Update, 9:31 a.m. Wednesday, Nov. 4:
With 98% of the vote counted as of Wednesday morning, the proposed "Fair Tax" amendment to the 1970 Illinois Constitution has gone down to defeat, roughly 55% to 45%.
The unofficial vote totals being reported are 2,735,485 "no" votes, to 2,237,103 "yes" votes.
To pass, the proposal had to receives 60% of the vote from those voting on the question, or a simple majority of the total votes cast.
The amendment would have removed a provision from the Illinois Constitution that requires any income tax to be levied at a flat rate on any level of income -- the current rate is 4.95%.
@VoteForFairness conceded defeat Wednesday morning. Chairman Quentin Fulks said: "Now lawmakers must address a multi-billion dollar budget gap without the ability to ask the wealthy to pay their fair share. Fair Tax opponents must answer for whatever comes next."
Passage of the amendment would allow lawmakers to apply different tax rates on varying levels of income. Of the 42 states that have an income tax, 32 and Washington D.C. have a graduated rate structure, while Illinois is one of nine that impose a flat tax.
While the amendment itself did not set any tax rates, legislation already passed by lawmakers and signed by the governor would take effect in January if the amendment passes. The rates created by that legislation would apply to six tax brackets, ranging from 4.75% on income up to $10,000 to 7.99% on all income for individual filers making more than $750,000.
The new rate structure would have created six tax brackets, with rates applying to margins of taxable income instead of every penny of an earner's income, except for those in the top bracket. The rates would be:
• 4.75% on single or joint filers' first $10,000 of taxable income.
• 4.9% on single or joint filers' income from over $10,000 to $100,000.
• 4.95% on single or joint filers' income from over $100,000 to $250,000.
• 7.75% on a single filer's income from over $250,000 to $350,000 and joint filers' from over $250,000 to $500,000.
• 7.85% on a single filer's income from over $350,000 to $750,000 and joint filers' from over $500,000 to $1 million.
• Once a single filer exceeds $750,000 or joint filers exceed $1 million, the top rate of 7.99% will apply at a flat rate to every penny of income. For all other earners, the previous brackets apply.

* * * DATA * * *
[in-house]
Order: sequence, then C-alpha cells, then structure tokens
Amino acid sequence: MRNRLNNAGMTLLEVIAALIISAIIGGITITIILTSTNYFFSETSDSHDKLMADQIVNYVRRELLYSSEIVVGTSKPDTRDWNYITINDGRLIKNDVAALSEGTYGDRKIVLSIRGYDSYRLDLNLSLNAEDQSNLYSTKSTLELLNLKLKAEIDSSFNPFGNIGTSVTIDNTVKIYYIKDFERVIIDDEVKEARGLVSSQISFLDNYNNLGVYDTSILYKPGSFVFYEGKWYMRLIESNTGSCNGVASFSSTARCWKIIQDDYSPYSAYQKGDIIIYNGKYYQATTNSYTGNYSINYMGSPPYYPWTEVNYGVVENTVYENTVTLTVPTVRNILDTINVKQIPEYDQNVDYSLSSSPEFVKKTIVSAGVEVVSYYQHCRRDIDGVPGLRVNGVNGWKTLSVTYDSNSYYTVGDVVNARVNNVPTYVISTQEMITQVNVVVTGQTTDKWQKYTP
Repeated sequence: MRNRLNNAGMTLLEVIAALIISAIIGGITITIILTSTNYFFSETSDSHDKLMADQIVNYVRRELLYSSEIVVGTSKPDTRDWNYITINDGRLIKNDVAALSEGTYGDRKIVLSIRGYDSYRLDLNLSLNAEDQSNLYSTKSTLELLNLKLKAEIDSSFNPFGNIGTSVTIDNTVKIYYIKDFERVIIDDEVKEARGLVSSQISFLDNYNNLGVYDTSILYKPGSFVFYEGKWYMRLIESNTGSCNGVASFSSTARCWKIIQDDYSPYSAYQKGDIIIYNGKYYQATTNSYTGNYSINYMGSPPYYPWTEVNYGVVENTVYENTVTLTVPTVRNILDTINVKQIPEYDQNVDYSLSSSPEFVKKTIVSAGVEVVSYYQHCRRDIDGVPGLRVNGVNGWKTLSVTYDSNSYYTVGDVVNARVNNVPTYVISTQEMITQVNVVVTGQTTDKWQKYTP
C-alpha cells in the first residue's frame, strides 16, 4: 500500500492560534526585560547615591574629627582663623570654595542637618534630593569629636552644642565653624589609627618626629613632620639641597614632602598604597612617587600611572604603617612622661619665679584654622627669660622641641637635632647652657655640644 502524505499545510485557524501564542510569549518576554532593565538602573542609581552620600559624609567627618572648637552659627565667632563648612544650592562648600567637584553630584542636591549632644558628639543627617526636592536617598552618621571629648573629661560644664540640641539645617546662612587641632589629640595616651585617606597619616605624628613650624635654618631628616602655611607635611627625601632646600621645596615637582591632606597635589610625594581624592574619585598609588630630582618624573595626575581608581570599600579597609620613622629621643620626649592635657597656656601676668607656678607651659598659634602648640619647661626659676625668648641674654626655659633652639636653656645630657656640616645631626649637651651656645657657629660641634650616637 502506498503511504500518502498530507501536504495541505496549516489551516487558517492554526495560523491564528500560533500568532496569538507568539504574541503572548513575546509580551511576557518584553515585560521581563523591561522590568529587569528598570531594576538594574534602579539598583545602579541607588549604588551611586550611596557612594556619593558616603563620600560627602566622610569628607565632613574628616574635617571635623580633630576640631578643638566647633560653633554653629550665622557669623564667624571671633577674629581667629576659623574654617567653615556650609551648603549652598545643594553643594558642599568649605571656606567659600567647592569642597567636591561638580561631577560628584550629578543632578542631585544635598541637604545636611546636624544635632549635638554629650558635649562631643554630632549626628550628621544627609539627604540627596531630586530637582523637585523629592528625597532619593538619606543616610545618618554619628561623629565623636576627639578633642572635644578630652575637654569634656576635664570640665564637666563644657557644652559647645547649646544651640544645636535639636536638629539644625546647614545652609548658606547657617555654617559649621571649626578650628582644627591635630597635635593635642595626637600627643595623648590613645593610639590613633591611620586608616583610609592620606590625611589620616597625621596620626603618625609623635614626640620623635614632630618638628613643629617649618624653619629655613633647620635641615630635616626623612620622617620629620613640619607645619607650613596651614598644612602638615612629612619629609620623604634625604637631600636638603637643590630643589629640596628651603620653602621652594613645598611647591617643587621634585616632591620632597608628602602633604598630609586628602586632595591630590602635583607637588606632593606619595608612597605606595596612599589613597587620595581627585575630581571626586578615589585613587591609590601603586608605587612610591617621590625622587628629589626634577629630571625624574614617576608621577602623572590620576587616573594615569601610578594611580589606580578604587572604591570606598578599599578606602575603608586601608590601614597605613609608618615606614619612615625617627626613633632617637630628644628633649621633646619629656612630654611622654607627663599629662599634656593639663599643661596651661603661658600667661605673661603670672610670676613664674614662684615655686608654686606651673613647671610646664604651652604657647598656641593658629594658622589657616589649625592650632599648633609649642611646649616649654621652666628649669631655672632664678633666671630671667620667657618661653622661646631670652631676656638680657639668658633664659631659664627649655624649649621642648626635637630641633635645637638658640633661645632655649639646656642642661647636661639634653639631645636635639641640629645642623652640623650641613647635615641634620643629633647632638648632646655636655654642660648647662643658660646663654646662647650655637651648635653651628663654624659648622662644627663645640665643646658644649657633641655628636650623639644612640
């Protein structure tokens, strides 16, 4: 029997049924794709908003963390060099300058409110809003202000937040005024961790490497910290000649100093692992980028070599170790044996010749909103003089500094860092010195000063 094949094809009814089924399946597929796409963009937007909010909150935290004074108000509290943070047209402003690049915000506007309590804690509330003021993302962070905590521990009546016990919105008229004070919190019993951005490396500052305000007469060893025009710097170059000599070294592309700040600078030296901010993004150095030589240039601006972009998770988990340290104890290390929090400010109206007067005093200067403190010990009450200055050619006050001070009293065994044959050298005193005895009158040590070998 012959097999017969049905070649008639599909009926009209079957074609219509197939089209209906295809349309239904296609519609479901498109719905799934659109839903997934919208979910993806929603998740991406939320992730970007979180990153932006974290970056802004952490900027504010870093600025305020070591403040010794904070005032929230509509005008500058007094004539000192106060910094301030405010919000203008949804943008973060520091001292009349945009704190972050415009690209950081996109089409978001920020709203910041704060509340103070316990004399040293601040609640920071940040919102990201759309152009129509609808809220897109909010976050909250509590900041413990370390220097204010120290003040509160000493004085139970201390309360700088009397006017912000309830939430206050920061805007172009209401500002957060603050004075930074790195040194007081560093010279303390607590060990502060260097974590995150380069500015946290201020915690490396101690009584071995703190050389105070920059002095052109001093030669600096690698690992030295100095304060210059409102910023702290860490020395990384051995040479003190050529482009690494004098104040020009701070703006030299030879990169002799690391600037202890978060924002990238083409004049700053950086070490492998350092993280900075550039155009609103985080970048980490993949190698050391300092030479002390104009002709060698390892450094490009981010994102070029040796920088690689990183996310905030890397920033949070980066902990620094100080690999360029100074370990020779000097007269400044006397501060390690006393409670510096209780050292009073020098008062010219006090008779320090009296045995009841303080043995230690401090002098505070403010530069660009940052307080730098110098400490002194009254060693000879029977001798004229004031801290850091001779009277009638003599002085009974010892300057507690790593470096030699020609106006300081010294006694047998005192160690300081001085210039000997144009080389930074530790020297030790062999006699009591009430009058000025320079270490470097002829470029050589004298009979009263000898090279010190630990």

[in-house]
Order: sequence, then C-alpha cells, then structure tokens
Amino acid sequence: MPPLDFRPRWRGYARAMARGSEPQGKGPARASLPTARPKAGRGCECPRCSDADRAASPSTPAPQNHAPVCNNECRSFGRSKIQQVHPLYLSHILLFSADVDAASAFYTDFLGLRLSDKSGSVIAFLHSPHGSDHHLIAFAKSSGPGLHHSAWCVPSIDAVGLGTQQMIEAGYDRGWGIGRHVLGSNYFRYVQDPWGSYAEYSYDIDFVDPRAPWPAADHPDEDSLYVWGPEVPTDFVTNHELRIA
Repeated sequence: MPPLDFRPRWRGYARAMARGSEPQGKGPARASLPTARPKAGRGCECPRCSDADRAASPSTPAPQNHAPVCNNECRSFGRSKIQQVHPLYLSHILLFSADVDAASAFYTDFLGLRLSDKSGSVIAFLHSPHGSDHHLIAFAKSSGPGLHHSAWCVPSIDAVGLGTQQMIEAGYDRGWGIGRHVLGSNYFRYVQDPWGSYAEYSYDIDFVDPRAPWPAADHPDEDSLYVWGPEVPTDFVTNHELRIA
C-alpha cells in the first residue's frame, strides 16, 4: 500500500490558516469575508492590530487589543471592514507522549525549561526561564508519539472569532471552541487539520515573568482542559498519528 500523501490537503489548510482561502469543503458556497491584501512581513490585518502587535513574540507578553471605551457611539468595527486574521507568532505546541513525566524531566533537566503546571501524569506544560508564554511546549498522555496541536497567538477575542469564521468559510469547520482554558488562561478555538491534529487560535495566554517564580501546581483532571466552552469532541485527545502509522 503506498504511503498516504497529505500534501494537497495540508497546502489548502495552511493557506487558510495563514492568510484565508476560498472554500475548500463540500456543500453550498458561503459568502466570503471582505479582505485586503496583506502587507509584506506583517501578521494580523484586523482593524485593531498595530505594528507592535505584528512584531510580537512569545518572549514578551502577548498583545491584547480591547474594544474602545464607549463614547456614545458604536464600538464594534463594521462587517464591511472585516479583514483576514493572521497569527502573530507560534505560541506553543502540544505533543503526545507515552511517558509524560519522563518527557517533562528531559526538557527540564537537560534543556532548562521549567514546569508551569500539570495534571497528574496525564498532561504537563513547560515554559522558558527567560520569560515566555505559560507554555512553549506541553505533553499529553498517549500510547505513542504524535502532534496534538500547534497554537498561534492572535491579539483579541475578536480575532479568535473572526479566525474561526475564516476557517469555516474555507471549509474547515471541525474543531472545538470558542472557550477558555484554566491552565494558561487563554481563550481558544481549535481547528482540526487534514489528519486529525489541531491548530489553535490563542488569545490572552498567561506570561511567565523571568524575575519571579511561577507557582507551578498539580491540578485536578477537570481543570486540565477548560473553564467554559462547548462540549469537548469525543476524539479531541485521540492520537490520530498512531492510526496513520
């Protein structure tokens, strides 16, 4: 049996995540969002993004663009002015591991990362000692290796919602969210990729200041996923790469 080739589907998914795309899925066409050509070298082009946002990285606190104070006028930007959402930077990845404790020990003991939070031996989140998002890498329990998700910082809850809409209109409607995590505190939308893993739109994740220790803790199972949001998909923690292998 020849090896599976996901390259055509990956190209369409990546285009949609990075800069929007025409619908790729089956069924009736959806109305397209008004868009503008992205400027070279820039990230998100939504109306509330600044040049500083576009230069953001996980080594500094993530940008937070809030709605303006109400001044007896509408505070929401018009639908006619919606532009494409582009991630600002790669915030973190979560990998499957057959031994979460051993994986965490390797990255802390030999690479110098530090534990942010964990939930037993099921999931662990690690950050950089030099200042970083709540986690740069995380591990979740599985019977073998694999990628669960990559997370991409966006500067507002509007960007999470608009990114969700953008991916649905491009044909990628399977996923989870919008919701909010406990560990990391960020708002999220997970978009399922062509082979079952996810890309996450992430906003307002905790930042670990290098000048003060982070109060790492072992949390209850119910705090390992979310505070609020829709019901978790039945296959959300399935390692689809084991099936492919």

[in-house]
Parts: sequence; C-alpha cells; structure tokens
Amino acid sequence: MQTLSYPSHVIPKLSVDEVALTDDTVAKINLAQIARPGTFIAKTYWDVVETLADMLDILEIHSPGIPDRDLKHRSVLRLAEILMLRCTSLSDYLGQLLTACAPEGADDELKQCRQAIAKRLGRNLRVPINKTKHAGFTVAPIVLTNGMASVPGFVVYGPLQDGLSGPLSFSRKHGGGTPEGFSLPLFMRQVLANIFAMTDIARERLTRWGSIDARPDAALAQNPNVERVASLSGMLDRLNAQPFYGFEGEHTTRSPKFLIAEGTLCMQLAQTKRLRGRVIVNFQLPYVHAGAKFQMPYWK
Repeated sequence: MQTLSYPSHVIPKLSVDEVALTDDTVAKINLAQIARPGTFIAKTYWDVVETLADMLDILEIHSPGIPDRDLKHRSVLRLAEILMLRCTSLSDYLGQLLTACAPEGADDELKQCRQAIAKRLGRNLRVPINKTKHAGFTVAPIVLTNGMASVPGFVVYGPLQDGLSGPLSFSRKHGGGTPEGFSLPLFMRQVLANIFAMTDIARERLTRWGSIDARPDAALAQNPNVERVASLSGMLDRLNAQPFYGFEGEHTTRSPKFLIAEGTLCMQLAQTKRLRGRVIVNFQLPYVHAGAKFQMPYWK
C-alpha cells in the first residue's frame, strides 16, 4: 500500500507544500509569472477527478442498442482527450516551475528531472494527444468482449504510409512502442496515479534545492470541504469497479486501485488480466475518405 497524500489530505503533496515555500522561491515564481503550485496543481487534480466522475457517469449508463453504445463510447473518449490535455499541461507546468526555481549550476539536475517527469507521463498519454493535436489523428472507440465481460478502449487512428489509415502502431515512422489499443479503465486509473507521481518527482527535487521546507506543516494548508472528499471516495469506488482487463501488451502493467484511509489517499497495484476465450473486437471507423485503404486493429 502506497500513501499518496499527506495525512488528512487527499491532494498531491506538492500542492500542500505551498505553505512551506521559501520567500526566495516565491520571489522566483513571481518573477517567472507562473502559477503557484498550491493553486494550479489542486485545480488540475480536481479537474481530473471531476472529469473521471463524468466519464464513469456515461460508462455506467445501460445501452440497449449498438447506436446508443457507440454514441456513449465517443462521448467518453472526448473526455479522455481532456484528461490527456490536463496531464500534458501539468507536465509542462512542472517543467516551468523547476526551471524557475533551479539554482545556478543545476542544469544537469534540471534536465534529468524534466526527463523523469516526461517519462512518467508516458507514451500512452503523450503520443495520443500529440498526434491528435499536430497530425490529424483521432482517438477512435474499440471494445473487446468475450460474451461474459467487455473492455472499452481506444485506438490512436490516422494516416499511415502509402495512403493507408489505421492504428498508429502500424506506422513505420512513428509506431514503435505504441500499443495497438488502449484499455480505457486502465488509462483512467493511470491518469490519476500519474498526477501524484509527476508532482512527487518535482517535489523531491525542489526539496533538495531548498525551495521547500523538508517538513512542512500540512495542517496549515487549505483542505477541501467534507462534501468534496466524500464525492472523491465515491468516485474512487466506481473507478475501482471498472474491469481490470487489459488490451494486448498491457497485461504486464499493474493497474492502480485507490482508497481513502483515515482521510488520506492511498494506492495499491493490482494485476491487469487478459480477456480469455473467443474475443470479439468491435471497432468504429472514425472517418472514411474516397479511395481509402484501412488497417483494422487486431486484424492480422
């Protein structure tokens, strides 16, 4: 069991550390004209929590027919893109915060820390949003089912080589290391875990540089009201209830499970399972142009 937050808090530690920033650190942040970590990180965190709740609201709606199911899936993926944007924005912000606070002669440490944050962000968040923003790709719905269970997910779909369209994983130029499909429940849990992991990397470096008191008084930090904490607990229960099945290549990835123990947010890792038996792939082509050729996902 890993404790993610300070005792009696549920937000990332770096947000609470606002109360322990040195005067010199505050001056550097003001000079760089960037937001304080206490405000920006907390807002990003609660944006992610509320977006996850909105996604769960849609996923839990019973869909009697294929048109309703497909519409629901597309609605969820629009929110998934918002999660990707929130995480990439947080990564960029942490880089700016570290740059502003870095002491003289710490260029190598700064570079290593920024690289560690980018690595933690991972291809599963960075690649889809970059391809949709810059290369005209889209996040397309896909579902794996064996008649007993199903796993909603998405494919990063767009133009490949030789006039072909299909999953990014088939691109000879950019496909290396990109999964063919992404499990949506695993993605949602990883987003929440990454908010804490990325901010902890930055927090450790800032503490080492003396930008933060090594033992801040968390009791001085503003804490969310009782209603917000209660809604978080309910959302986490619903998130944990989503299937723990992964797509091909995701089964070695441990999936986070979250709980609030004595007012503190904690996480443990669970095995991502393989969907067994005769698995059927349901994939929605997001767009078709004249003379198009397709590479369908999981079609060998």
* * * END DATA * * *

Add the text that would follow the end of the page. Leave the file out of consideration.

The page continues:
Those rates effectively meant anyone earning $250,000 or less will pay the same or lower income tax rates under the graduated structure, while those earning above that amount would pay higher rates.
The measure also raised the corporate tax rate to 7.99% from 7% and did not change the Corporate Property Replacement tax of 1.5 to 2.5% which already exists in current law.
Opposition, led in large part by the Illinois Chamber of Commerce, centered on what the tax would do to businesses and what lawmakers might do in the future if voters give them the opportunity to levy taxes on portions of the electorate at any one time, rather than on every taxpayer at once.
They also pointed out the added revenues would not cover state budget deficits amid the pandemic, and would require further tax hikes in the future, which could mean adjusting the brackets to raise rates on middle-income earners.
The idea, according to much of the advertising against the amendment, was that giving state politicians the authority to raise taxes on just a small group of taxpayers at any one time makes it easier politically to raise taxes, even though the simple majority vote threshold remains unchanged.
While those against the measure say the increase to the corporate tax rate would hit job creators hard at a time when the pandemic is already making it difficult to remain afloat, proponents note that businesses structured as pass-through entities -- such as S corporations, sole proprietors and others who claim business income on personal taxes -- would have seen taxes decrease if they earn less than $250,000 annually in taxable income.
In estimates released before the COVID-19 pandemic, the governor's office said the graduated tax was expected to bring in about $1.2 billion for the current fiscal year as it would be in place for only part of it, and $3.4 billion once it is in place for a full year.
Gov. J.B. Pritzker has said the amendment and the rates approved are all about raising more revenue without increasing rates on middle-income earners or making drastic budget cuts to state services, education and public safety.